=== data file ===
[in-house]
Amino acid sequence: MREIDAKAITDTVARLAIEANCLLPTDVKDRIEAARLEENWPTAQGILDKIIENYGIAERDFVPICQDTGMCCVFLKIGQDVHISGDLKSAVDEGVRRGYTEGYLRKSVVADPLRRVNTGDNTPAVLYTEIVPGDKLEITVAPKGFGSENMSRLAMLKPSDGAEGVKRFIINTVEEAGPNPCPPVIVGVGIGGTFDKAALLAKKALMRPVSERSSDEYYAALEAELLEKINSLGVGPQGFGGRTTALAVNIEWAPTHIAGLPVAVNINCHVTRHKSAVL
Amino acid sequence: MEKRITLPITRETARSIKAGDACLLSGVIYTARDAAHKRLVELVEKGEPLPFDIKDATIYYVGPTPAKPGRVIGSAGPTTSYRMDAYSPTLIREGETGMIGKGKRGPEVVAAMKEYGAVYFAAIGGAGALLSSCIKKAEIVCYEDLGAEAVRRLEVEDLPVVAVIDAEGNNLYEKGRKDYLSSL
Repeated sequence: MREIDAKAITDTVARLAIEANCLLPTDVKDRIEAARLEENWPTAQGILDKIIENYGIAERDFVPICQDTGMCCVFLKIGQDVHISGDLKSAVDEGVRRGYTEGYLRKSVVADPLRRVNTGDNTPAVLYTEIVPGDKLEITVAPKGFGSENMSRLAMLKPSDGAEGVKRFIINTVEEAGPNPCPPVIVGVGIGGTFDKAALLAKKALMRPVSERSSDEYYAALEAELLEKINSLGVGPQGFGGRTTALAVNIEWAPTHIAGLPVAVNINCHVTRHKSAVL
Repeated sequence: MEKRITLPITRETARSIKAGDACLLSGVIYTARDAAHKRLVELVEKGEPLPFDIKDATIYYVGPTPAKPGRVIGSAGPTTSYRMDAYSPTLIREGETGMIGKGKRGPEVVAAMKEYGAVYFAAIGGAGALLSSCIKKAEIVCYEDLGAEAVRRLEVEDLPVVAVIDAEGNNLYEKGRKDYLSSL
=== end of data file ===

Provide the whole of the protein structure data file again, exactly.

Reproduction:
[in-house]
Amino acid sequence: MREIDAKAITDTVARLAIEANCLLPTDVKDRIEAARLEENWPTAQGILDKIIENYGIAERDFVPICQDTGMCCVFLKIGQDVHISGDLKSAVDEGVRRGYTEGYLRKSVVADPLRRVNTGDNTPAVLYTEIVPGDKLEITVAPKGFGSENMSRLAMLKPSDGAEGVKRFIINTVEEAGPNPCPPVIVGVGIGGTFDKAALLAKKALMRPVSERSSDEYYAALEAELLEKINSLGVGPQGFGGRTTALAVNIEWAPTHIAGLPVAVNINCHVTRHKSAVL
Amino acid sequence: MEKRITLPITRETARSIKAGDACLLSGVIYTARDAAHKRLVELVEKGEPLPFDIKDATIYYVGPTPAKPGRVIGSAGPTTSYRMDAYSPTLIREGETGMIGKGKRGPEVVAAMKEYGAVYFAAIGGAGALLSSCIKKAEIVCYEDLGAEAVRRLEVEDLPVVAVIDAEGNNLYEKGRKDYLSSL
Repeated sequence: MREIDAKAITDTVARLAIEANCLLPTDVKDRIEAARLEENWPTAQGILDKIIENYGIAERDFVPICQDTGMCCVFLKIGQDVHISGDLKSAVDEGVRRGYTEGYLRKSVVADPLRRVNTGDNTPAVLYTEIVPGDKLEITVAPKGFGSENMSRLAMLKPSDGAEGVKRFIINTVEEAGPNPCPPVIVGVGIGGTFDKAALLAKKALMRPVSERSSDEYYAALEAELLEKINSLGVGPQGFGGRTTALAVNIEWAPTHIAGLPVAVNINCHVTRHKSAVL
Repeated sequence: MEKRITLPITRETARSIKAGDACLLSGVIYTARDAAHKRLVELVEKGEPLPFDIKDATIYYVGPTPAKPGRVIGSAGPTTSYRMDAYSPTLIREGETGMIGKGKRGPEVVAAMKEYGAVYFAAIGGAGALLSSCIKKAEIVCYEDLGAEAVRRLEVEDLPVVAVIDAEGNNLYEKGRKDYLSSL